As Kady reported, there was very little mingling among the various groups. I spent a bit of time talking with the representatives from B'nai Brith, the Canadian Jewish Congress and the Simon Weisenthal Centre. Basically they were all singing from the same song sheet that Human Rights Commissions and Section 13 were good things and should get credit for the fact that hate speech from the right has been pretty well marginalized. The CJC guy also talked about the need to regulate the Internet.
They also liked the good work HRCs have done in areas of discrimination. Maybe some tweaking is in order, perhaps funding "respondents" or finding a way to get rid of nuisance complaints like those against Steyn and Ezra Levant, but that's about it.
I sat in between Mark Steyn and Dr. Dawg. A couple of Ottawa police officers also sat in the room. We had to have one of those metal detecting wands passed over us before we entered and leave our cameras (or cell phones with cameras) with the officer minding the door.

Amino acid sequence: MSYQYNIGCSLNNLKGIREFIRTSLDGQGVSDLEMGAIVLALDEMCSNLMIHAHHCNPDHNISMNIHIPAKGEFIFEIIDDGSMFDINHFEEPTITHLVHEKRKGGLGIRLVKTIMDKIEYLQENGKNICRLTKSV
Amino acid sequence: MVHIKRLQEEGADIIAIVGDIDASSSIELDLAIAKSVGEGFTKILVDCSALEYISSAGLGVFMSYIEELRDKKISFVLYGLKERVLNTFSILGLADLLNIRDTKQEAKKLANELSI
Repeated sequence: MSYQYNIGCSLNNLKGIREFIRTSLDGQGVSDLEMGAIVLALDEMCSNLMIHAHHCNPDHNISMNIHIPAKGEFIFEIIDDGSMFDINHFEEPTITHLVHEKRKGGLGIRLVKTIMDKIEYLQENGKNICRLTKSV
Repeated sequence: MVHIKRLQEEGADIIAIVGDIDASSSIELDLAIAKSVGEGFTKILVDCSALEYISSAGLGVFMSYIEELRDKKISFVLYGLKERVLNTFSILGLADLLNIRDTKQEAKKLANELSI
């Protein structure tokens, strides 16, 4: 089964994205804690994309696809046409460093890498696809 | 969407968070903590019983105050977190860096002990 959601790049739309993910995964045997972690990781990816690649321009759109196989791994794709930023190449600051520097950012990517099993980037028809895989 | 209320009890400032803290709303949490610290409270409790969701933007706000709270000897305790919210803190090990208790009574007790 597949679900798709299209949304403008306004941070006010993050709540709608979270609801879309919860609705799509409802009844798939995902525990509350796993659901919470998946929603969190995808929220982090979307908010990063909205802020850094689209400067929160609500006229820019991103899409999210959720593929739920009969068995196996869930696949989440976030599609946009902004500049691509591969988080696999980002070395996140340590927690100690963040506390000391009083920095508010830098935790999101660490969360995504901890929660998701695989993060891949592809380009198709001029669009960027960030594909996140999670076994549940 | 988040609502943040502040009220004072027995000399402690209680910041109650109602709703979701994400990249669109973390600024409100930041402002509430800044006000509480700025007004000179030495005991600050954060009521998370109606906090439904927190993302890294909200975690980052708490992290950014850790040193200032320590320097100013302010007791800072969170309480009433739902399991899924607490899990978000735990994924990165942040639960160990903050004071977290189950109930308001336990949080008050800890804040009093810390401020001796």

Steacy was asked many questions concerning his internet pseudonym Jadewarr that he used to join Stormfront and Free Dominion. The name comes from Jade Warrior, "a character out of novel I read as a teenager," he said.
He needed the identity, he said, to get onto websites to investigate. Though it was pointed out that these message boards are public, he said it was his understanding there was material you could only get access to if you were a member.
He said he did on occasion interact with Stormfront members. But he didn't remember how many posts.
He had no idea who the mysterious Nelly ****** is, the woman the Bell Canada guy identified with a name and address in downtown Ottawa. Apparently she or someone with access to her account posted under the name Jadewarr and 3:29 a.m. Sorry, missed the date.
Interestingly, he is not the only CHRC employee who has the password to post under Jadewarr.
He said four present CHRC people know the password and thus could be posting under that name.
He also revealed another pseudonym: Odensrevenge, but it was misspelled as oldensrevenge.
Some of the troubling information that came out of his testimony was the degree of cooperation between various big city police departments, the RCMP and even CSIS!!!!! in investigating hate.